What is Easter?

Easter Sunday this year falls on April Fools’ Day. A tradition exists about “Christ the Fool.” It probably originates from when Pilate sent Christ to see Herod. Herod was anxious to see him. See him do what? See him perform. He had heard much about this man and his miracles. So naturally the king wanted to see what Christ could do; he wanted a private show to entertain the court. In response, Christ was simply silent. Herod promptly sent him back to Pilate.

The Polish philosopher, Leszek Kolakowski, wrote of Christ the Jester. The famous “juggler of God” story was about the poor juggler who could do nothing much for the Lord as far as he knew. So in the quiet of a church, he did his act before the tabernacle as his offering to Christ. It was the best thing he could do. It was enough. To the wise Greeks, as St. Paul tells us, the whole aura around Christ’s death and resurrection seemed to be “foolishness.” And it is foolishness unless considerable evidence is found showing that something astonishing was in fact going on. This evidence is basically the testimony of the women and men who attested to the fact that Christ did rise again. This is the same Christ whose death on the Cross they had witnessed a few days before.

Easter was a surprise to the Apostles. Even though Christ had indicated to them that he would rise again on the third day, they still did not understand. Who can blame them? While there are some stories in Scripture about characters sent to heaven, to deny the reality of the Resurrection seems natural. Yet, no resurrection is possible unless a death has first taken place. Resurrection does not mean the “creation” of a new being from nothing, but the restoration of life to one who already had existed in this world. The Resurrection is depicted both as a final ending in death and as the beginning of eternal life. Indeed, what is most curious about the Resurrection is not so much its happening as thinking about how it happens.

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This approach does not mean that the fact was not the initial impetus to the thinking. It does mean that such an event must be accounted for, must be made sense of. This “making sense” is where the thinking comes in. We are aware that, in the history of our civilization since Christ’s death and Resurrection in the days of Tiberius Caesar, an enormous amount of energy—popular, scientific, political, historical, and psychological—has gone into efforts to prove that this event either did not take place, or did not mean what Christians say it means, namely, that Christ, true God and true man, did live, die, and rise again.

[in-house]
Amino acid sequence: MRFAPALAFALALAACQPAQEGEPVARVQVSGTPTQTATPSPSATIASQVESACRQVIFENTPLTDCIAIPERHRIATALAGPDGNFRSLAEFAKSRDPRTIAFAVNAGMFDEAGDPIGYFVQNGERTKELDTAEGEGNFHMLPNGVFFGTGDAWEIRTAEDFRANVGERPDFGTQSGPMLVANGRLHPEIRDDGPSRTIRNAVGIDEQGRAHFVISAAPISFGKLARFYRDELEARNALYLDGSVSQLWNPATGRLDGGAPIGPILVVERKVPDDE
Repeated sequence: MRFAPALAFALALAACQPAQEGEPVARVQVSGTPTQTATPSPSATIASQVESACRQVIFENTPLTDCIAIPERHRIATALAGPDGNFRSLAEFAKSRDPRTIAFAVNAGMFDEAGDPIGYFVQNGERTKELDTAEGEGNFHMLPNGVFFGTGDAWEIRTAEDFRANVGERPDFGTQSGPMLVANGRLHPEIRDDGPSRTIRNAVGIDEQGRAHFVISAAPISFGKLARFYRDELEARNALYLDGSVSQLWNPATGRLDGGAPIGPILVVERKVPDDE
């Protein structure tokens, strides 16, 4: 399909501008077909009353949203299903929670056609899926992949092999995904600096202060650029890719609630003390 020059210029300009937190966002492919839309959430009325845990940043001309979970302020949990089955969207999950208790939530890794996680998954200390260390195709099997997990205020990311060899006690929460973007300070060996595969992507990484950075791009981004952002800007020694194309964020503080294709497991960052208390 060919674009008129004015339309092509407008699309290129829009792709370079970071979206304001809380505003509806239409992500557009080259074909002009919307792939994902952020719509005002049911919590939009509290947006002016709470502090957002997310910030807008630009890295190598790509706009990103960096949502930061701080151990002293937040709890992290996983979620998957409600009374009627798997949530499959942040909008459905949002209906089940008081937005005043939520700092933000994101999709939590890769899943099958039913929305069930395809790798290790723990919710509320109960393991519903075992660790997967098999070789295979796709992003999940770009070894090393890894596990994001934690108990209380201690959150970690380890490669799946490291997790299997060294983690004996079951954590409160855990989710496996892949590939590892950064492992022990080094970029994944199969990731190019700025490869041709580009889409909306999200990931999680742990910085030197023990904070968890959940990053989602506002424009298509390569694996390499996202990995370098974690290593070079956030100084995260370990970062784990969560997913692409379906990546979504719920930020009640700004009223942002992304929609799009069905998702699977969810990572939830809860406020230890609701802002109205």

Yet, the event makes sense. It contains a certain logic. Everyone would grant that, if Christ were not who he said he was, namely, the Son sent into the world at the behest of his Father, it would be senseless to take the Resurrection seriously. But everything follows if Christ is who he said he was. We are dealing here with something unique, something that is going to happen only once in our actual history. However, it does imply that this same resurrection is to happen to all human beings, good or bad, since that was the intention for them at their initial creation. The Resurrection of the body thus has about it something that connects each existing human person with the purpose of his own existence.

Why was Christ, the Word, sent by the Father? It was so that we might repent of our sins. Do we have sins to “repent”? This is a question of some importance. Generally speaking, the Greek discussions of virtue and vice combined with the Ten Commandments gave us a pretty good understanding of human frailty. Human beings before they reach their final intended glory are asked to indicate where they stand on these issues of virtues and commandments. During our lives, we are given second, third, and many chances to see the rightness or wrongness of what we in fact do.